- Iran has no right to nuclear weapons: Yet, there is no international law that says that the US, the UK, Russia, China, Israel, France, Pakistan, and India are entitled to nuclear weapons, but Iran is not. Iran has every reason to feel threatened. In any event, the US intelligence community's National Intelligence Estimate (NIE) of December 2007, "Iran: Nuclear Intentions and Capabilities", makes a point of saying in bold type and italics: “This NIE does not assume that Iran intends to acquire nuclear weapons.” The report goes on to state: "We judge with high confidence that in fall 2003, Tehran halted its nuclear weapons program ."
- Ahmadinejad is a Holocaust denier: I have yet to read of Ahmadinejad saying simply, clearly, unambiguously, and unequivocally that he thinks that what we know as the Holocaust never happened. He has instead commented about the peculiarity and injustice of a Holocaust which took place in Europe resulting in a state for the Jews in the Middle East instead of in Europe. Why are the Palestinians paying a price for a German crime? he asks. And he has questioned the figure of six million Jews killed by Nazi Germany, as have many other people of all political stripes.
- Ahmadinejad has called for violence against Israel: His 2005 remark re "wiping Israel off the map", besides being a very questionable translation, has been seriously misinterpreted, as evidenced by the fact that the following year he declared: “The Zionist regime will be wiped out soon, the same way the Soviet Union was, and humanity will achieve freedom.”3 Obviously, he was not calling for any kind of violent attack upon Israel, for the dissolution of the Soviet Union took place peacefully.
- Iran has no right to provide arms to Hamas and Hezbollah: However, the United States, we are assured, has every right to do the same for Israel and Egypt.
- The fact that Obama says he's willing to "talk" to some of the "enemies" like Iran more than the Bush administration did sounds good: But one doesn't have to be too cynical to believe that it will not amount to more than a public relations gimmick. It's only change of policy that counts. Why doesn't Obama just state that he would not attack Iran unless Iran first attacked the US or Israel or anyone else? Besides, the Bush administration met with Iran on several occasions.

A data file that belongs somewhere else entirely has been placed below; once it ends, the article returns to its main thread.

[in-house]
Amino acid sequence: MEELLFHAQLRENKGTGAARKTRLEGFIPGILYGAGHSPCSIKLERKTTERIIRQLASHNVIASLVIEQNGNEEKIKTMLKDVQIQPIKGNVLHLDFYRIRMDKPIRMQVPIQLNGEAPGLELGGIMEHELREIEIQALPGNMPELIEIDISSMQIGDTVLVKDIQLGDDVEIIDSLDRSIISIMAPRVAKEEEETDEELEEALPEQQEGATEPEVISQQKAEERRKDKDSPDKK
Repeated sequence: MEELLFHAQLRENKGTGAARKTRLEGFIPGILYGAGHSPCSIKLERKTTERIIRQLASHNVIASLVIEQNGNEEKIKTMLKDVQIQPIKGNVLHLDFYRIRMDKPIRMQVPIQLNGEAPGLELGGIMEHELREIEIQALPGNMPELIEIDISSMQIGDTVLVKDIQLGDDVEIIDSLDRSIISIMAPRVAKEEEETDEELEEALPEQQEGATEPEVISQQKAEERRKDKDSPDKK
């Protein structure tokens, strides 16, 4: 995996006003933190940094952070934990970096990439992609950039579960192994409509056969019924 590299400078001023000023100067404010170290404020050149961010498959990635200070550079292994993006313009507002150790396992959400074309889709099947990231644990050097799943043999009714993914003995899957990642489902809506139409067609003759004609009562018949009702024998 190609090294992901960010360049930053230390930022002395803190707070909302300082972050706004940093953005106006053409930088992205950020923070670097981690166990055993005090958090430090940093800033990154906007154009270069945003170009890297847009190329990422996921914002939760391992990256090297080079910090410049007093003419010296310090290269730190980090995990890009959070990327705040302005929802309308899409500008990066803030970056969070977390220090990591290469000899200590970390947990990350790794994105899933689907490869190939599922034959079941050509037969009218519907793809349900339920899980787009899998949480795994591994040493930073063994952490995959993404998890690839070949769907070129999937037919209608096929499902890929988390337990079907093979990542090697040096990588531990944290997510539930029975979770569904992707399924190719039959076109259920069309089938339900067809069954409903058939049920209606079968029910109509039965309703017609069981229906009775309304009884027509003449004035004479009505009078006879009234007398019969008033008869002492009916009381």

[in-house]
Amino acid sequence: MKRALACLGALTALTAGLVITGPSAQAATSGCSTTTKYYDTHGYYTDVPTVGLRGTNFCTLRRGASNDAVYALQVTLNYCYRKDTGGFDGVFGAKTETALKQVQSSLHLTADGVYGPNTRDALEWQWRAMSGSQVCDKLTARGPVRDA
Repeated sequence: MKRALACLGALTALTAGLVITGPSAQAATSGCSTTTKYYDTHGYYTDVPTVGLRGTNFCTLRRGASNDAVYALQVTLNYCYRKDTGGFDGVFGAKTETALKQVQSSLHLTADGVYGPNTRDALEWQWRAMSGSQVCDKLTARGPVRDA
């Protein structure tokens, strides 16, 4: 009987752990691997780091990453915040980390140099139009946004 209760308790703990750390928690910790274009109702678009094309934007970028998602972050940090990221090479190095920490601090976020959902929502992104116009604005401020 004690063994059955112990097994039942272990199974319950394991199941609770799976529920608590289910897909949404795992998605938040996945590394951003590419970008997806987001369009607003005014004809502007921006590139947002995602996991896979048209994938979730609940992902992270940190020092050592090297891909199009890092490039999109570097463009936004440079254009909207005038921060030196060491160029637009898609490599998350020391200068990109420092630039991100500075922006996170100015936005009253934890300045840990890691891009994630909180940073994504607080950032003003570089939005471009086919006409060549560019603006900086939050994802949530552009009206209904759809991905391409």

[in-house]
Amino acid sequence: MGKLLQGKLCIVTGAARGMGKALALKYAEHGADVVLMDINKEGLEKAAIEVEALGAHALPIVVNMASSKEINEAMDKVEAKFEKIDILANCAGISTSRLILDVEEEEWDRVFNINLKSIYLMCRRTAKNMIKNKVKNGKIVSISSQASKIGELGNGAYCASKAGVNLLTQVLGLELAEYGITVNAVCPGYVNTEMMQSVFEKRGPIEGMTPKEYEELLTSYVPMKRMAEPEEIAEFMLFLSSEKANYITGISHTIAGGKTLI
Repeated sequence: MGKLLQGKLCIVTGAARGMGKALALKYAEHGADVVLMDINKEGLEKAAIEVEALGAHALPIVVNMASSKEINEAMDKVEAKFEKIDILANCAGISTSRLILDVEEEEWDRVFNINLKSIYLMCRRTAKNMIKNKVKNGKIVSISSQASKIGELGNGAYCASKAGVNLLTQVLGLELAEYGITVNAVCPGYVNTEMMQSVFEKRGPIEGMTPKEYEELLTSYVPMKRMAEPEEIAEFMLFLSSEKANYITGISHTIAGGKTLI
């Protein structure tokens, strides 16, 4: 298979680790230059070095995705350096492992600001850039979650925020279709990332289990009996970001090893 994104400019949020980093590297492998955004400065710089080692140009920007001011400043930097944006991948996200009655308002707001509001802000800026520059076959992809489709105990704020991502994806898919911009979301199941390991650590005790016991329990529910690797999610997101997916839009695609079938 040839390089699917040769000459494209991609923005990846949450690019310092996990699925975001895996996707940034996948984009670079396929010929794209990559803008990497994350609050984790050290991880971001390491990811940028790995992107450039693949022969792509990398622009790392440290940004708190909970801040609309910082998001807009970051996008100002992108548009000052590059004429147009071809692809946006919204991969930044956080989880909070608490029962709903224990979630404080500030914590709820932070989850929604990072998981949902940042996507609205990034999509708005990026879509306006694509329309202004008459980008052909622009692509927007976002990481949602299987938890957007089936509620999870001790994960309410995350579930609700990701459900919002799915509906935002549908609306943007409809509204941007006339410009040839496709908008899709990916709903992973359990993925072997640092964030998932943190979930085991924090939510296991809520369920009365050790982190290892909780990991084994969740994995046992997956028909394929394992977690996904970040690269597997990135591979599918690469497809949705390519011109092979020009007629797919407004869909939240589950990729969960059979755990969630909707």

The following should also be kept in mind: The Washington Post, March 5, 2009, reported: "A senior Israeli official in Washington" has asserted that "Iran would be unlikely to use its missiles in an attack [against Israel] because of the certainty of retaliation." This was the very last sentence in the article and, according to an extensive Nexis search, did not appear in any other English-language media in the world.
In 2007, in a closed discussion, Israeli Foreign Minister Tzipi Livni said that in her opinion "Iranian nuclear weapons do not pose an existential threat to Israel." She "also criticized the exaggerated use that [Israeli] Prime Minister Ehud Olmert is making of the issue of the Iranian bomb, claiming that he is attempting to rally the public around him by playing on its most basic fears." This appeared in Haaretz.com, October 25, 2007 (print edition October 26), but not in any US media or in any other English-language world media except the BBC citing the Iranian Mehr English-language news agency, October 27.
William Blum is the author of Killing Hope: U.S. Military and CIA Interventions Since World War II, Rogue State: a guide to the World's Only Super Power. and West-Bloc Dissident: a Cold War Political Memoir.
He can be reached at: BBlum6@aol.com
1. Washington Post, May 26, 2009 book review.
2. Washington Post, May 15, 2009.
3. Associated Press, December 12, 2006.